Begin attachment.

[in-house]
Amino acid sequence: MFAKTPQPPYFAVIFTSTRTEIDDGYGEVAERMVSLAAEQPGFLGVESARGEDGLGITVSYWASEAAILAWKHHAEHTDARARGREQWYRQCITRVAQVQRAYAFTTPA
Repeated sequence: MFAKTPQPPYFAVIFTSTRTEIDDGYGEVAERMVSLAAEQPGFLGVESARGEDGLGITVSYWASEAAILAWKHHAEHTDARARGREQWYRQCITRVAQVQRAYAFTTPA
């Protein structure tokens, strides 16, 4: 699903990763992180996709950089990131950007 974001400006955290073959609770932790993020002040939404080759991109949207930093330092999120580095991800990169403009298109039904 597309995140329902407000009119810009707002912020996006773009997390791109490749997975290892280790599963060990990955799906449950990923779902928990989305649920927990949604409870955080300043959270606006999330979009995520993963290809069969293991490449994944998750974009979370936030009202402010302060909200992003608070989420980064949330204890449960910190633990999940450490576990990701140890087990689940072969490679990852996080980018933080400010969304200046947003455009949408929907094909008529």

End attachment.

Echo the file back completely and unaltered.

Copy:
[in-house]
Amino acid sequence: MFAKTPQPPYFAVIFTSTRTEIDDGYGEVAERMVSLAAEQPGFLGVESARGEDGLGITVSYWASEAAILAWKHHAEHTDARARGREQWYRQCITRVAQVQRAYAFTTPA
Repeated sequence: MFAKTPQPPYFAVIFTSTRTEIDDGYGEVAERMVSLAAEQPGFLGVESARGEDGLGITVSYWASEAAILAWKHHAEHTDARARGREQWYRQCITRVAQVQRAYAFTTPA
């Protein structure tokens, strides 16, 4: 699903990763992180996709950089990131950007 974001400006955290073959609770932790993020002040939404080759991109949207930093330092999120580095991800990169403009298109039904 597309995140329902407000009119810009707002912020996006773009997390791109490749997975290892280790599963060990990955799906449950990923779902928990989305649920927990949604409870955080300043959270606006999330979009995520993963290809069969293991490449994944998750974009979370936030009202402010302060909200992003608070989420980064949330204890449960910190633990999940450490576990990701140890087990689940072969490679990852996080980018933080400010969304200046947003455009949408929907094909008529």